The popularity of organic products is skyrocketing in the United States. Between 1997 and 2011, U.S. sales of organic foods increased from $3.6 billion to $24.4 billion, and many consumers are willing to pay a premium for these products. Organic foods are generally grown without synthetic pesticides or fertilizers or routine use of antibiotics or growth hormones, and they are often twice as expensive as their conventionally grown counterparts. For instance, you’re in the supermarket eying a basket of sweet, juicy plums. You reach for the conventionally grown fruit, and then decide to pony up the extra $1/pound for its organic cousin. You figure you’ve just made the healthier decision by choosing the organic product. But have you? This is a common perception — perhaps based on this high price, or simply on one’s naturalistic fantasies—that organic foods are better for you than the conventional ones.
In order to provide some guidance, a recent extensive review of this subject was provided by a team from Stanford University[i]. They evaluated a large number of existing studies comparing organic and conventional foods.
In their study the researchers sifted through thousands of scientific publications and identified 237 of the most relevant to analyze. Those included 17 studies (six of which were randomized clinical trials) of populations consuming organic and conventional diets, and 223 studies that compared either the nutrient levels or the bacterial, fungal or pesticide contamination of various products (fruits, vegetables, grains, meats, milk, poultry, and eggs) grown organically and conventionally. There were no long-term studies of health outcomes of people consuming organic versus conventionally produced food; the duration of the studies involving human subjects ranged from two days to two years.
After analyzing the data, the researchers found little significant difference in health benefits between organic and conventional foods. No consistent differences were seen in the vitamin content of organic products, and only one nutrient — phosphorus — was significantly higher in organic versus conventionally grown produce (and the researchers noted that because few people have phosphorous deficiency, this had little health significance). There was also no difference in protein or fat content between organic and conventional milk, though evidence from a limited number of studies suggested that organic milk may contain higher levels of omega-3 fatty acids, a finding also of questionable benefit.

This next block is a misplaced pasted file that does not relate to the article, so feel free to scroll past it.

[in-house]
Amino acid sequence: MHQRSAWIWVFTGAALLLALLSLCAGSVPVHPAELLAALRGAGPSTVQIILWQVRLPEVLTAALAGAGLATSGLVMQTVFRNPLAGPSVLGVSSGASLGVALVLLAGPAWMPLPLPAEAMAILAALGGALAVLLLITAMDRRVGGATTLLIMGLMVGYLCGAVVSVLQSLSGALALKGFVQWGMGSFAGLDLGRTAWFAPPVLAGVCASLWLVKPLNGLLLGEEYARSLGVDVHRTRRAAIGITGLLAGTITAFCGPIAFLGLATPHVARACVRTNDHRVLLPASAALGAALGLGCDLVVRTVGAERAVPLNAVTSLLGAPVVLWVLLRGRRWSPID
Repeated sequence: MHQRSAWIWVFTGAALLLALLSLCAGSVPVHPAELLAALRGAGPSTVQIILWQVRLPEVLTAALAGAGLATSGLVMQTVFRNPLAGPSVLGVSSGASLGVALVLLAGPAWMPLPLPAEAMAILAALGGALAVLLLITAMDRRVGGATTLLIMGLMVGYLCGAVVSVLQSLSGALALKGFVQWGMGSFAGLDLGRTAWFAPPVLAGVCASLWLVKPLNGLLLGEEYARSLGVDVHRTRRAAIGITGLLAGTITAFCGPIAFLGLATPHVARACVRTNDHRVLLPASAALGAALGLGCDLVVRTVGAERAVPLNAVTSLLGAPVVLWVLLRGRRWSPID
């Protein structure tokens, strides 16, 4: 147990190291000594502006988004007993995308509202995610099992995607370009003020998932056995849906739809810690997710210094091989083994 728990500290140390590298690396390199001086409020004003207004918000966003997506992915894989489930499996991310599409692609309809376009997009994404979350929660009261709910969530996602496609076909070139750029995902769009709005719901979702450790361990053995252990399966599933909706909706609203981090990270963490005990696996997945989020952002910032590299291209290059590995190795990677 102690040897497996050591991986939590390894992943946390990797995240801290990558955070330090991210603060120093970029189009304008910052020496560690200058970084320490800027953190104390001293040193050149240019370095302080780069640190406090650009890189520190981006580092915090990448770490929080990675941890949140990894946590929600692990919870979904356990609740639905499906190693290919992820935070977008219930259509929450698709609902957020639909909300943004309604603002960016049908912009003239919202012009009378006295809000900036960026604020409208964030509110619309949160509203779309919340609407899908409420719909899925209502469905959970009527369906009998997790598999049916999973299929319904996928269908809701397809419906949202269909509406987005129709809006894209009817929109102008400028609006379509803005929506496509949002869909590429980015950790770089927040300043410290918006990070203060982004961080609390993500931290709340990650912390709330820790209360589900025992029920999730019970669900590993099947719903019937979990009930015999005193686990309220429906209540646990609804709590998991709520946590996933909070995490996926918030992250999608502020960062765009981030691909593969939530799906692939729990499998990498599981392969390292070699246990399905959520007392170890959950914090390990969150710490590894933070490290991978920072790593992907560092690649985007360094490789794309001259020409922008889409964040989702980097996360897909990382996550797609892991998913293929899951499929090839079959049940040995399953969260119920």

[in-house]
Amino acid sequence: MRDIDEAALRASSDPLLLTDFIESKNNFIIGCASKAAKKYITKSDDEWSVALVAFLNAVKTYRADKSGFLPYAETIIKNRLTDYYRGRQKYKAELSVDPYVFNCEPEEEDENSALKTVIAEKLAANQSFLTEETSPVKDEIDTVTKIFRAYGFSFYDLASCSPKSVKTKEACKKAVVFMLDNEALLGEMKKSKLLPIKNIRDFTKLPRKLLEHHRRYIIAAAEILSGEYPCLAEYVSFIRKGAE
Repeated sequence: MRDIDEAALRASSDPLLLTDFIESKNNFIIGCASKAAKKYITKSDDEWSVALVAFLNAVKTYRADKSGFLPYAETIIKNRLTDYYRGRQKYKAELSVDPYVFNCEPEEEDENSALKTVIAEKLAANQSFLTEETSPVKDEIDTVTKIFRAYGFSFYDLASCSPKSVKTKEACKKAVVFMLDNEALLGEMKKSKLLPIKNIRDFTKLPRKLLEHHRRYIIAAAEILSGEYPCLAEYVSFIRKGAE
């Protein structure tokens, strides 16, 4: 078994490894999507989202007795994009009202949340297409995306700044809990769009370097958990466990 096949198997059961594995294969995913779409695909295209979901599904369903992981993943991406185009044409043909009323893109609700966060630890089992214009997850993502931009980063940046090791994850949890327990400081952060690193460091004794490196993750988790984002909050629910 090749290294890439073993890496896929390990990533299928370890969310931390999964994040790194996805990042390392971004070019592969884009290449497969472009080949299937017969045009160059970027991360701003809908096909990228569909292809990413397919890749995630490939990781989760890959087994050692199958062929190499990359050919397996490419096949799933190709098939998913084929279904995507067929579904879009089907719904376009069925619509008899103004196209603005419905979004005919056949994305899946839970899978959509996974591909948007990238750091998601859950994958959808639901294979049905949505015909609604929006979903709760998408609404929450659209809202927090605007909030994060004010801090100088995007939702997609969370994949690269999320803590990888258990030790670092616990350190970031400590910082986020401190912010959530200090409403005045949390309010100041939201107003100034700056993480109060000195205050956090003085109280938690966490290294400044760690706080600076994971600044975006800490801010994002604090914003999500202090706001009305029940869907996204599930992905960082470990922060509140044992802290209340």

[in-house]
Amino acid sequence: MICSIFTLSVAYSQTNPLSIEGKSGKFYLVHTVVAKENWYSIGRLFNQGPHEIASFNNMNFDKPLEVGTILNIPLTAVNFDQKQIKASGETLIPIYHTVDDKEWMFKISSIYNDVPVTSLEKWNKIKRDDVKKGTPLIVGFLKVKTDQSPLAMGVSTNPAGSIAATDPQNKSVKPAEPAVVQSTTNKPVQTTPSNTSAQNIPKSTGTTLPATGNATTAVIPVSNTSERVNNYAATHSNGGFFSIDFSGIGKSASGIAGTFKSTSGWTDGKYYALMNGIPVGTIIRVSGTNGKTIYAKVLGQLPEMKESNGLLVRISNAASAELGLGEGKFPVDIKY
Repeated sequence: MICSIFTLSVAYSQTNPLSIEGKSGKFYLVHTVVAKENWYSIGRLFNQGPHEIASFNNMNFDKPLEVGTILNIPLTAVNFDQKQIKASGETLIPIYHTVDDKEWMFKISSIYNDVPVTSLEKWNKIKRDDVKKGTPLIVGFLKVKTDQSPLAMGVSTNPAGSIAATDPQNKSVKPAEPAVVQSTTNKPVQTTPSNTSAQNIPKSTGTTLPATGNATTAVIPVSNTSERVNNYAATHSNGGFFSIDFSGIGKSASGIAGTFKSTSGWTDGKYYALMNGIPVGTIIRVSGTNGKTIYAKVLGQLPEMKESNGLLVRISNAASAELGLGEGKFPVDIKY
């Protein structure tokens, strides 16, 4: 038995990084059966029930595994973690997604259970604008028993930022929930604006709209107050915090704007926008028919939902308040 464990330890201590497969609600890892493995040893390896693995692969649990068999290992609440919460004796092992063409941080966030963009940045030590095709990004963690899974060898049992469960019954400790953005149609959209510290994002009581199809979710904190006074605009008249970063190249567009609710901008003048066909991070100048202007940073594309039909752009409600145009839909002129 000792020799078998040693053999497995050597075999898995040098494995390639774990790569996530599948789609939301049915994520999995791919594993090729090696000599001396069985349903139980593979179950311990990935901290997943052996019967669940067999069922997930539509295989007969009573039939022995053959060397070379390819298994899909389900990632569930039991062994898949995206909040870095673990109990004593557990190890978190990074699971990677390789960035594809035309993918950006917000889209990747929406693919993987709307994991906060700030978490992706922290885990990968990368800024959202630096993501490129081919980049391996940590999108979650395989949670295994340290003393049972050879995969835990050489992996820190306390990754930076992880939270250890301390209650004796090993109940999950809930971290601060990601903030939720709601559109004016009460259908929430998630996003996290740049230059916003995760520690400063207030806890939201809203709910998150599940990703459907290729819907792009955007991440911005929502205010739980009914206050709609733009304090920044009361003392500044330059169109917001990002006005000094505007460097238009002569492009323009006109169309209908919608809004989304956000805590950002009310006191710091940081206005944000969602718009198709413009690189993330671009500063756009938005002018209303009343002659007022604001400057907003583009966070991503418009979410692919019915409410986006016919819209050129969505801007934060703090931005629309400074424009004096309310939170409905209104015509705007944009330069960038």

The review yielded scant evidence that conventional foods posed greater health risks than organic products. While researchers found that organic produce had a 30 percent lower risk of pesticide contamination than conventional fruits and vegetables, organic foods are not necessarily 100 percent free of pesticides. What’s more, as the researchers noted, the pesticide levels of all foods generally fell within the allowable safety limits. Two studies of children consuming organic and conventional diets did find lower levels of pesticide residues in the urine of children on organic diets, though the significance of these findings on child health was also unclear. Additionally, organic chicken and pork appeared to reduce exposure to antibiotic-resistant bacteria, but the clinical significance of this again is questionable.
So what can we conclude from all this? First, there is no real evidence that organic foods are more nutritious than conventional foods. If your taste buds are highly sensitive and you can discern a better flavor with organic foods (most people can’t), then go ahead and buy—provided you can afford it! On the other hand, there is no convincing proof that minor increases in pesticide or chemical residuals in conventional food are an actual threat to health, but long-term studies should help to provide more definitive information. In the meantime, you can minimize the risks of such contamination by simply washing off conventional foods prior to preparing and serving them at the table.
[i] Smith-Spangler CS, Brandeau MS, Hunter GE, et al.
Are Organic Foods Safer or Healthier Than Conventional Alternatives?
A Systematic Review. Ann Intern Med. 2012;157(5):348-66.